No Time for Crickets, NDEC Conference is Here

September 16, 2020

Phip Ross It’s been crickets in the blog here and the season for crickets and critters trying to get inside is upon us as the season cools. We are too busy to chase crickets. As I sit in my chair within earshot of my granddaughter playing in the backyard with neighbor girls, I am reflecting…

Are you there, it’s me: Teacher-Student Texting Mid-Semester

April 13, 2020

Phip Ross Below is a copy of a text conversation I had last night, as I write this. This student had dropped out last semester of my class. She works three jobs and is a non-native speaker living at home. We had planned to meet via Zoom earlier in the day—at noon, she requested, but…

Principle 1: How Do We Value Our Students?

February 4, 2020

By Phip Ross From the Council on Basic Writing Blog “Towards a Position Statement on Basic Writing,” our NDEC folks began to explore the meaning of the five principles shared here at our October 2019 conference in Lincoln. In small groups we discussed the implications of these principles and imagined how we might revise them…

A Culture of Hope

November 17, 2019

By Cheney Luttich I arrived home late last night feeling heavy. My husband greeted me at the door, took my bags, and served me dinner while I sprawled out on the sofa, exhausted. After asking me how my day went, I told him midterm conferences were a wrap. He looked at me knowingly because he…

Trauma-Informed Teaching

November 3, 2019

By Shelley Stoltenberg If you attended the Nebraska Developmental Education Consortium Conference this fall, you heard my presentation during lunch. Thank you to all who visited with me after the presentation and expressed your interest in this topic. Let’s keep the conversation going by reviewing some of the highlights here. Trauma-Informed Teaching is about working…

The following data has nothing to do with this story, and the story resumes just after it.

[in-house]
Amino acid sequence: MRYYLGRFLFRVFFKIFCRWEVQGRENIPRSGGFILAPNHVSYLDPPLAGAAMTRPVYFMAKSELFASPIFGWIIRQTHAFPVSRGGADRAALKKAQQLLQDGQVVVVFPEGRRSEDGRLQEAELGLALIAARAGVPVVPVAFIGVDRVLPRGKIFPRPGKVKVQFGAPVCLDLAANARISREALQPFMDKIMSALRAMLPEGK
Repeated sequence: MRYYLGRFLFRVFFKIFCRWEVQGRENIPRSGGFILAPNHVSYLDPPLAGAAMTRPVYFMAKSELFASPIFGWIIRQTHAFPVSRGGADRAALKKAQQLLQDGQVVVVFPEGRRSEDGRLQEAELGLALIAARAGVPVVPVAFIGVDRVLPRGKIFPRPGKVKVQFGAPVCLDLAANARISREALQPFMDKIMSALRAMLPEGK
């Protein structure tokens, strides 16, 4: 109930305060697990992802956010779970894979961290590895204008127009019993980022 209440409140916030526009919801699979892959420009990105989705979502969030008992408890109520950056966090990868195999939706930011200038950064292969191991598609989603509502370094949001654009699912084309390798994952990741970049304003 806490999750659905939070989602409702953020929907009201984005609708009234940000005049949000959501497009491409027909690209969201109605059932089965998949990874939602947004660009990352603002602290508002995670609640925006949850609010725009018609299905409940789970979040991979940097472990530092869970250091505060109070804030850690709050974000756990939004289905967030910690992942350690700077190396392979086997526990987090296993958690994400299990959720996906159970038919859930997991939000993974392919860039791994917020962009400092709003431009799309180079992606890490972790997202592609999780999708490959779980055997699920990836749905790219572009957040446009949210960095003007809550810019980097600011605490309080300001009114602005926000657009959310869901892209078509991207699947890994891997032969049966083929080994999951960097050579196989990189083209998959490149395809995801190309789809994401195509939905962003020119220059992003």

The Importance of Creating Peer Networks in Developmental Education

October 20, 2019

By Dr. Carolee Ritter A quick virtual show of hands—how many of you, when you were young, aspired to be teachers when you grew up? How many of you aspired to teach students who are underprepared or struggle academically? How many aspired to teach struggling or underprepared students at a community college? The developmental educator,…

Classroom Community: A Glimpse Into One of My Favorite Spaces

July 30, 2019

By Kate Leonard-Barr Think of your list of favorites. A brief, but not exhaustive, list of my favorites would include good coffee (that’s on yours too, isn’t it?!), hydrangeas, quirky music, hiking and skiing, creating just about anything – you get the idea. I also feel fortunate that teaching and learning remain steadfastly on my…

Priming the Brain with Anticipation Guides in IRW Practice

July 16, 2019

By Lois Todd-Meyer These are a few thoughts I wanted to share after reading the article The Fall, and Rise, of Reading: Students often don’t complete assigned reading. Professors are finding ways to solve that puzzle, by Steven Johnson. My sense is that pre-teaching is becoming more important in helping to establish an authentic purpose in the minds…

Communities of Practice: A Room for Ourselves

May 22, 2019

Graphic illustration by Nitya Wakhlu, produced at the Experience Engagement conference in October 2015. A reflection of NADE 2019 by contributor Phip Ross When we started our shift to a dynamic* sequence of developmental English pedagogy and structure in 2014, I started using the phrase community of practice (CoP) during our meetings. While my use…

We’re More Alike Than You Know

March 30, 2019

by Kristi Leibhart I’ve been teaching developmental or foundational English classes in both reading and writing at NPCC for the past five years and it just occurred to me: I, too, was once a developmental student. Yes, I’m qualified to teach these students. They are in good hands. I’m well-qualified. I spent my entire life…

Creating Authentic Bonds Between Speaker and Listener by Mary Birdsall

February 22, 2019

Recently I read an article that discussed how to ask better questions, particularly when establishing relationships. The author, Lila MacLellan, cited research by Harvard professors Alison Wood Brooks and Leslie John that emphasized the importance of asking follow-up questions. I gave this a try today as I met my first two classes of our summer…

Teachers as Writers: Earned Expertise

December 17, 2018

by Phip Ross I get the honor of talking with teachers about their practice fairly regularly. I could say it’s part of my job, but it’s really not how I think of the work. The way each of us go about cracking that nut which is effective practice is pretty fascinating and every classroom context…